We’ve all heard it before – “if it we haven’t thought of it then it isn’t worth doing.” “No one knows our business better than we do.” This attitude is referred to as the “not invented here” syndrome. Consultants have seen it for years. Department managers and employees use it to fend off outside influence from other departments or intervention from consultants or advisors. Regardless of where the invasion is coming from, protectionism is the defense.
“Not invented here” is a cliché. But like many clichés or popular beliefs, we tend to think there is truth in the statement. However, “not invented here”, is a problem and it serves as a form of organizational resistance to change. “Not invented here” conveys an important message – “if I am not involved with defining the situation and working on solutions, then I am not interested in your ideas, opinions or solutions.”
When an organization is facing business challenges, it has 3 options:
- Do nothing
- Understand the challenge and create solutions
- Hire outside help to assess and facilitate the solutions.
Assuming that the challenge is real and that it presents a threat to the organization…
- Option One will lead to a further deterioration in organizational performance.
- Option Two will work if the members of the organization possess the skills, knowledge, objectivity and support to identify and implement the required change.
- Option Three will work if it is combined with Option Two.
Using outside resources can be important for an organization, especially if the business leader believes that an objective third party may have broader experience in identifying potential solutions. The danger, however, is to engage a third party who has a one-size-fits-all solution. And it is this attitude that reinforces and solidifies the “not invented here” syndrome. In fact, run quickly from anyone that has a solution to your problem before they fully understand it.
Steps to Managing Business Challenges
When your organization is faced with business challenges, here are 7 steps you should take.
1. Understand the Problem –
Do this before anything else is done. Take the proper amount of time to talk with and listen to people (inside and outside the organization). Look at the numbers and compare it with the general marketplace, the economic trends and the trends in your industry. Objectively understand the issues. If this step is missed, a good solution will only occur by pure chance.
2. Identify Options –
Whether it is in a brainstorming session, a general discussion in a series of meetings or in any other organized forum, it is important to identify potential solutions. At this stage it is important to identify solution options and not just one solution. Many people stop at the first or easiest solution.
3. Select an Option –
To select the best solution as determined by the group and the evidence there should be healthy discussion or even a vibrant debate. The risks and gains of each option should be vetted before an option is selected. It is at this point when the influence of the owner, unit head or outside third party should be tempered. One person’s influence, especially a person in authority or an outside consultant, will solidify the “not invented here” behavior and the chance of implementation success decreases.
4. Understand What It Will Take to Implement –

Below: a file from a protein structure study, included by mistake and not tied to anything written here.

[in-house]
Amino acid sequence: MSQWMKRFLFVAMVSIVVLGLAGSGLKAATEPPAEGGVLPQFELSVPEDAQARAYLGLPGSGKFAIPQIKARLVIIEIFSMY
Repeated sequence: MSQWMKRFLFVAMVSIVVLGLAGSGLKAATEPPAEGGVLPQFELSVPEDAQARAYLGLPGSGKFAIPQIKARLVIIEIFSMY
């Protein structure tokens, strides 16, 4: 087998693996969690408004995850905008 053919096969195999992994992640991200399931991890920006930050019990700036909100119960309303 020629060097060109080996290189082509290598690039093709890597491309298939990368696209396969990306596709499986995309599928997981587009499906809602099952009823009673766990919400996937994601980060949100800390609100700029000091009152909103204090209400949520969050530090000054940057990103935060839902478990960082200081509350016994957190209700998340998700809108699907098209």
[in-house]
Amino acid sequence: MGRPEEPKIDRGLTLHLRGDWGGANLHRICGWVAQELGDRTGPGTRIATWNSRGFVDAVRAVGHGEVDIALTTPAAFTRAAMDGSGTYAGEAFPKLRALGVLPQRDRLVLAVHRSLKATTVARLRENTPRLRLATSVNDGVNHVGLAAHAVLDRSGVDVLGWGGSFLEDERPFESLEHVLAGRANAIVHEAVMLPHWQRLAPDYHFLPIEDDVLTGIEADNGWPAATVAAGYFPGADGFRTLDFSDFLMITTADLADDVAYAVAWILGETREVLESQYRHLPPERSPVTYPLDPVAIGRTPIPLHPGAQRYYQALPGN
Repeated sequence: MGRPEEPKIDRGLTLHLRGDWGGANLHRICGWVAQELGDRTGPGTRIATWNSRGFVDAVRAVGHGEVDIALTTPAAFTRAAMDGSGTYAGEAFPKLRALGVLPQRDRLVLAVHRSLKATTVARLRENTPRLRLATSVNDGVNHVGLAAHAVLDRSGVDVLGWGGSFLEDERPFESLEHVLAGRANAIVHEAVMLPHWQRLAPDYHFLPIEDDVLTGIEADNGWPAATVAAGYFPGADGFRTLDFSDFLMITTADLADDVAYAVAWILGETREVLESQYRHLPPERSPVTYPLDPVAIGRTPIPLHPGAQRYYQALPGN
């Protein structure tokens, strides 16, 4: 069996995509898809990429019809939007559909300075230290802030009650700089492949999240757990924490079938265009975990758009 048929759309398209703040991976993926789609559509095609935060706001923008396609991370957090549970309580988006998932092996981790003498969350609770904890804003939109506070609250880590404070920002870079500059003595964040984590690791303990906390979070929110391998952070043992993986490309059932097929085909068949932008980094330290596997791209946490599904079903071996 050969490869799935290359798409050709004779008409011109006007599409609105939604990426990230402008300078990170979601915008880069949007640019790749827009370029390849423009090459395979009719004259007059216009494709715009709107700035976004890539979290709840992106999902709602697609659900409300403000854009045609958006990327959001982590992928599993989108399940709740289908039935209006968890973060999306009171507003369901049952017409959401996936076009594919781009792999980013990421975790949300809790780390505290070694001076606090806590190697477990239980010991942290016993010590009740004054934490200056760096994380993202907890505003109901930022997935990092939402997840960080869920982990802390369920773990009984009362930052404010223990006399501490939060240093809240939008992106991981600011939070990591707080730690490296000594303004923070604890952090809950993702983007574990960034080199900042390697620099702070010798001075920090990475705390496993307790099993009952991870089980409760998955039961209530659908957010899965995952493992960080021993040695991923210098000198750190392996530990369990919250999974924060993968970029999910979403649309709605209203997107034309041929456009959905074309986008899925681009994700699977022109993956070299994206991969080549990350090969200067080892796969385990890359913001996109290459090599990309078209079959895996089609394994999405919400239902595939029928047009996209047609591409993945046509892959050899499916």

You need to know what it will take in time, money, personnel and other resources to implement. When a solution is chosen, detailed planning must occur so everyone involved in the implementation fully understands the investment and commitment required for a successful outcome.
5. Prepare an Action Plan –
Your plan should describe…
- What will be done (the task)
- Who will do it / who is responsible
- When it will get done
- Important milestones or benchmarks
- Resources required/anticipated
Remember, in most cases, whoever has assigned responsibilities for this project also has another job to do, as few organizations today can afford to put a dedicated team on a project. This is why an Action Plan with
tasks, due dates and individual accountability is important.
6. Implementation –
This needs to be managed and managed well. Regular status meetings must be held to track implementation progress. If the project is getting off track, awareness should swift and corrective action should be taken immediately.
7. Evaluation / Post Implementation Follow-up –
After implementation, the working group should evaluate lessons learned. That is, what went well, what could have gone better, what was learned in the process, and did the change initiative have the intended impact (desired result) on the organization.
If these steps are followed, the chance of successfully implementing a change effort will increase. It will increase because the members of the organization most effected by the change initiative will have been involved with the problem and solution identification. This is a powerful engagement and retention strategy. It’s your business. It’s your future. Take hold of it and “invent it here”.
About the Authors:
With more than 50 years of experience in leadership strategies, organizational development and transition management, Tony Kubica and Sara LaForest helps executives and organizational leaders manage marketplace changes so they can improve business performance. Failing to take the actions in this article is just one way to sabotage growth – uncover many more ways in their free report at: http://www.kubicalaforestconsulting.com
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